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  • Backcountry Access Aluminum Crystal Card Back
  • Backcountry Access Aluminum Crystal Card One Color
  • Backcountry Access Aluminum Crystal Card Back

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  • Backcountry Access Aluminum Crystal Card One Color

Backcountry Access Aluminum Crystal Card


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    5 Reviews


    Know your snow before you go.

    The Backcountry Access Aluminum Crystal Card helps you make an informed decision about the current snowpack conditions when you’re skiing in the backcountry. BCA printed this card with one-, two-, and three-millimeter grids as well as a cheat sheet for analyzing snow crystal types and sizes. The small aluminum card slides easily into your pocket or snow study kit.
    • Item #BCA0094

    Tech Specs

    4 x 6 in
    Claimed Weight
    1.4 oz
    Recommended Use
    backcountry touring
    Manufacturer Warranty
    1 year

    Tech Specs

    • Reviews
    • Q & A

    What do you think about this product?

    Have questions about this product?

    See What's Down There

    • Familiarity:I've put it through the wringer

    Looking at snow isn't just for pros. The crystal card from BCA is simple, durable, and helpful. It fits easily in a snow study kit and is a great resource for determining crystal type when you are creating snow profiles.

    I like the aluminum design because it cools down quickly so you can get to examining the crystals without them melting under your loupe. The crystal type symbols and easy to read 1mm and 3mm grids are excellent resources for recording.

    The dual sided card also has markings to help determine slope angle using a topo map, that way you can avoid steep slopes during periods of increased avalanche danger.

    See What's Down There

    Studying is fun

    This is not what a good snowpack looks like, but it sure makes for some fun snow studying!

    I like the black crystal cards over clear ones because the snow grains are easier to see. I took these pictures with just the crystal card, a 10x magnifier loupe (like BCA2951 for example) and my Iphone. Almost too easy!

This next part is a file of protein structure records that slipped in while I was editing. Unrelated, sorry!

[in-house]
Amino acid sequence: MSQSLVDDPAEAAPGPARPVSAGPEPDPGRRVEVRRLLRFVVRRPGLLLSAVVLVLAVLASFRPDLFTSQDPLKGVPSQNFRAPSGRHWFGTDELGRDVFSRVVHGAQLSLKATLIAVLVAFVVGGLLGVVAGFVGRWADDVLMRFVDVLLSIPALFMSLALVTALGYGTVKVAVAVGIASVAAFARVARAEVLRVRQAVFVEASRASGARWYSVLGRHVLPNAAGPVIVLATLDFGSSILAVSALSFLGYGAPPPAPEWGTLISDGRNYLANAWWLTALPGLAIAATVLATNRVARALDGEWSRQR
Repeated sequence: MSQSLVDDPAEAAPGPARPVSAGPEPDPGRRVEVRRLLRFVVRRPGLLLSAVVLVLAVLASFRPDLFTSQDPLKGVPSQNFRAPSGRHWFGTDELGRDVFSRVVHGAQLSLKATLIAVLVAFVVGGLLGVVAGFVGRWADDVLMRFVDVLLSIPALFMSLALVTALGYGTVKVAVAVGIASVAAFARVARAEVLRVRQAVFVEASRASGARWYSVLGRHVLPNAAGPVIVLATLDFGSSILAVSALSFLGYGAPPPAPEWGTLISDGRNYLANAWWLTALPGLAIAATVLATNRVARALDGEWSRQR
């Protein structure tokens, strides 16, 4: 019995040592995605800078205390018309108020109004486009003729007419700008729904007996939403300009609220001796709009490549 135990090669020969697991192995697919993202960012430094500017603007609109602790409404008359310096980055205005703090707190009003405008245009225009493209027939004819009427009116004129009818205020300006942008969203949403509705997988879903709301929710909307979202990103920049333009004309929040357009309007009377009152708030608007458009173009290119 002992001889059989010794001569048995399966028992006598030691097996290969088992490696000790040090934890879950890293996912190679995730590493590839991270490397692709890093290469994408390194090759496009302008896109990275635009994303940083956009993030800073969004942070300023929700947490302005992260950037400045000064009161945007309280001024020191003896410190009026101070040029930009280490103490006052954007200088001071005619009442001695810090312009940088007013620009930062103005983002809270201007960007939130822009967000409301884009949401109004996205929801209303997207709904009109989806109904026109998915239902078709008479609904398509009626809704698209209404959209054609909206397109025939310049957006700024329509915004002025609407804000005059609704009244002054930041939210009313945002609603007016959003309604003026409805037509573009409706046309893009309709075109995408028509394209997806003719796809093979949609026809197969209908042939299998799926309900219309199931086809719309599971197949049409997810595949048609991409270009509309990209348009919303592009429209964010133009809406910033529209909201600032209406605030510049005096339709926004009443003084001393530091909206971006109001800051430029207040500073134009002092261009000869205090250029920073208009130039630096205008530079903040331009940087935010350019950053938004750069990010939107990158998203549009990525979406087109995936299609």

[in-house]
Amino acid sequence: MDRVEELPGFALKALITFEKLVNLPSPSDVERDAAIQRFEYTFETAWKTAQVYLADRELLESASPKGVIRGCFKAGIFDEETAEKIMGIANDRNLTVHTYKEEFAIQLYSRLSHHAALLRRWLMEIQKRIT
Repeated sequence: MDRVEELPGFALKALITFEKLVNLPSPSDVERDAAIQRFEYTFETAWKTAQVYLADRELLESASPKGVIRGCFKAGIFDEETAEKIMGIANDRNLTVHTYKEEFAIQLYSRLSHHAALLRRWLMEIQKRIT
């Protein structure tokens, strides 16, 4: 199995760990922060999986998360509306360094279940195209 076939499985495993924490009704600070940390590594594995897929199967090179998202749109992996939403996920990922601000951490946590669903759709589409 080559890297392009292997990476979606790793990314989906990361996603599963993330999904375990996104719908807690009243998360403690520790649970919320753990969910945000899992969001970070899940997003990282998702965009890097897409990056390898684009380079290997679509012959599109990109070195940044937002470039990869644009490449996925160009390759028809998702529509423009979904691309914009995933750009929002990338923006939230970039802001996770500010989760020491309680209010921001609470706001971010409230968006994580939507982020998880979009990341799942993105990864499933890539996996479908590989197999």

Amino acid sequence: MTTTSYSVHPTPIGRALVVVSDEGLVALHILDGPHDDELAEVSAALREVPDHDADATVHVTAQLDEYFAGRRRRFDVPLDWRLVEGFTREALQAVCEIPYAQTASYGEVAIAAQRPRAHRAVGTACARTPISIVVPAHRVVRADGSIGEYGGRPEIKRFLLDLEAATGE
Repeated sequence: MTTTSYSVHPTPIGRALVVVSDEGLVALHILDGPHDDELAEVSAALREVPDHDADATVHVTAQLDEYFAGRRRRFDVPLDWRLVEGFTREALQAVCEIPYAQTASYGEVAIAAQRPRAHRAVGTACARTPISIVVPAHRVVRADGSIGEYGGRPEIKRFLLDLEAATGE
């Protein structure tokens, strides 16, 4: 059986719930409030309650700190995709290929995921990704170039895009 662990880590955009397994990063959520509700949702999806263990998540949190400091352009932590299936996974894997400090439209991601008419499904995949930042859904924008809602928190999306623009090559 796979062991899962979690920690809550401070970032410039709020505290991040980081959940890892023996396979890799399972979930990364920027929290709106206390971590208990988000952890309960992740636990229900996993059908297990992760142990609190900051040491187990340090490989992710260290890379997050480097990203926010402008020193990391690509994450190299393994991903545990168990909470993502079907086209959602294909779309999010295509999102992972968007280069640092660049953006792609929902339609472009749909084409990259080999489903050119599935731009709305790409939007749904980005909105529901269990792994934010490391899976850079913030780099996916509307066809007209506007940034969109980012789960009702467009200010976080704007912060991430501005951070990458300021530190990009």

Studying is fun

    Good Tool

      I love having this in the pack to check out crystals! I do like that it is aluminum as opposed to plastic- but you need to make sure it's not super heated up before you try and put some flakes on there. I like the durability and sturdiness that the aluminum offers. Overall, nice little tool to throw in the pack- doesn't take up much space/weight, and it's a good thing to learn how to use!

      Great when you let it cool down!

        This card is great! I have used plastic cards for years and finally stepped up to this about a month ago. i find that once the card is cold crystals will last much longer allowing you to get a batter view of what the conditions are like!! This is much more durable than it's plastic counterparts when pushing into icy layers, and works well a a knife measurement in your tests. This card will melt crystals if you take it right out of your pack and try to use it. Let it cool down first!!

        I need plastic

          There is nothing wrong with this card....but since I deal with warmer temps in general and sunny skies for the most part....I find that the metal card tends to melt the grains rather fast. I've noticed similar plastic cards not having the same problem. Again...not a knock on the card...probably just something to consider if you ski in the Southwest like I do.

          Trick for your problem: this card will hold temperature longer than a plastic card, so slide it into the snow on the side wall of your pit once you have dug out, then as you are prepping and testing let the card cool then it will be good to go once you start looking at crystals!!

          THOSE WHO HAVE THIS CARD: Do you feel this...

          Do you feel this is something that is truly helpful in backcountry to determine avalanche safety or is this something for the geeky gadget carriers of the backcountry?

          Does it come with directions on how to use the symbols?

          Best Answer

          Take an avalanche safety course if you haven't already done so. Don't rely on gear instructions to educate yourself. You need to practice. Is it useful? Yes. But it depends what type of backcountry skiing you're doing. For day trips, probably not as much as multi-day tours.